3. Create the API

  4. Test the API

Project Directory

The project directory should contain the following files and subdirectories, we will go through each file in the rest of the article

. ├── main.tf ├── modules │ ├── lambda_tester │ │ ├── lambda.tf │ │ └── vars.tf │ ├── odm_api │ │ ├── api_gateway.tf │ │ └── lambda.tf | | └── vars.tf │ ├── vpc │ │ ├── demo_vpc.tf │ │ └── endpoint.tf | | └── network.tf | | └── vars.tf ├── providers.tf ├── README.md

1. Create the VPC

This VPC will have two private and two public subnets, one of each in an AZ, as seen in the architecture below.

Under the modules folder, create a folder named vpc in which you’ll add the following terraform files

  • demo_vpc.tf
data "aws_availability_zones" "available" {
state = "available"
}
resource "aws_vpc" "Demo-VPC" {
cidr_block = "${var.vpc_cidr_block}"
enable_dns_support = "true" #gives you an internal domain name
enable_dns_hostnames = "true" #gives you an internal host name
enable_classiclink = "false"
instance_tenancy = "default"
tags = {
Name = "Demo-VPC"
}
}
resource "aws_subnet" "publicSubnet01" {
vpc_id = "${aws_vpc.Demo-VPC.id}"
cidr_block = "${var.publicSubnet01_cidr_block}"
map_public_ip_on_launch = "true" //it makes this a public subnet
availability_zone = "${data.aws_availability_zones.available.names[0]}"
tags = {
Name = "publicSubnet01"
}
}
resource "aws_subnet" "publicSubnet02" {
vpc_id = "${aws_vpc.Demo-VPC.id}"
cidr_block = "${var.publicSubnet02_cidr_block}"
map_public_ip_on_launch = "true" //it makes this a public subnet
availability_zone = "${data.aws_availability_zones.available.names[1]}"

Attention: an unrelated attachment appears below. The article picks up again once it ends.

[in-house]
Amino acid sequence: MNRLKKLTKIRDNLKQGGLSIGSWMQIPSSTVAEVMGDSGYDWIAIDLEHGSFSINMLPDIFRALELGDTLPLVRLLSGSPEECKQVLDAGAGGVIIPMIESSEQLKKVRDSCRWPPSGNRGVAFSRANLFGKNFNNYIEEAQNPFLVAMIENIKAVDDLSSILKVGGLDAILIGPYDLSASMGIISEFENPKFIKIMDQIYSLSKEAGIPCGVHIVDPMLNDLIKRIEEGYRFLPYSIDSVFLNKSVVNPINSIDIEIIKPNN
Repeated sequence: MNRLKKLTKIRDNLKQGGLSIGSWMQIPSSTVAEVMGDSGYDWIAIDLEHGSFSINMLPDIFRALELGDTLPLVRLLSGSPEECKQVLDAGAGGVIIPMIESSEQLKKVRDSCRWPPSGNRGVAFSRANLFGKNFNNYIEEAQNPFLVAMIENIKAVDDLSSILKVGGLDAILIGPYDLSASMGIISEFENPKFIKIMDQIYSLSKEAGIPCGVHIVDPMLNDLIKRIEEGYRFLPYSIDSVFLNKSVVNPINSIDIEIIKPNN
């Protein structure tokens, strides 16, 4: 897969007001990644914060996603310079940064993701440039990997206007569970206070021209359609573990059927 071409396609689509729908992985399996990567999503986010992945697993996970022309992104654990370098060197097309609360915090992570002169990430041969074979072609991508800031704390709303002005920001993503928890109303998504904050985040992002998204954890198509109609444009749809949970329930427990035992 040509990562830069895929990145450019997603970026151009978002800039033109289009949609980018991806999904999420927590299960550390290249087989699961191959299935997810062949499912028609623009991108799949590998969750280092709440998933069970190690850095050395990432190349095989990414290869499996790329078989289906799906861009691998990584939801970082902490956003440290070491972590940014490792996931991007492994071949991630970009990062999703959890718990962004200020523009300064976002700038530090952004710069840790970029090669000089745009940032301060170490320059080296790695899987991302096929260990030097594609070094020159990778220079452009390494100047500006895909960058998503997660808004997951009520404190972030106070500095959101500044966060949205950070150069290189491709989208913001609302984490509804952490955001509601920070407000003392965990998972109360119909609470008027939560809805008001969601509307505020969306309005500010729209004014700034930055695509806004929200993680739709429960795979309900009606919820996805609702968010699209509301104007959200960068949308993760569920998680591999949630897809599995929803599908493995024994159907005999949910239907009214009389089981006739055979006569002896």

tags = {
Name = "publicSubnet02"
}
}

resource "aws_subnet" "privateSubnet01" {
vpc_id = "${aws_vpc.Demo-VPC.id}"
cidr_block = "${var.privateSubnet01_cidr_block}"
map_public_ip_on_launch = "false" //it makes this a private subnet
availability_zone = "${data.aws_availability_zones.available.names[1]}"
tags = {
Name = "privateSubnet01"
}
}

resource "aws_subnet" "privateSubnet02" {
vpc_id = "${aws_vpc.Demo-VPC.id}"
cidr_block = "${var.privateSubnet02_cidr_block}"
map_public_ip_on_launch = "false" //it makes this a private subnet
availability_zone = "${data.aws_availability_zones.available.names[0]}"
tags = {
Name = "privateSubnet02"
}
}

output "vpc_id" {
value = "${aws_vpc.Demo-VPC.id}"
}

output "privateSubnet1_id" {
value = "${aws_subnet.privateSubnet01.id}"
}
output "privateSubnet2_id" {
value = "${aws_subnet.privateSubnet02.id}"
}
resource "aws_internet_gateway" "DemoVPCIGW" {
vpc_id = "${aws_vpc.Demo-VPC.id}"
tags = {
Name = "DemoVPCIGW"
}
}

resource "aws_route_table" "PublicRouteTable" {
vpc_id = "${aws_vpc.Demo-VPC.id}"

route {
//associated subnet can reach everywhere
cidr_block = "0.0.0.0/0"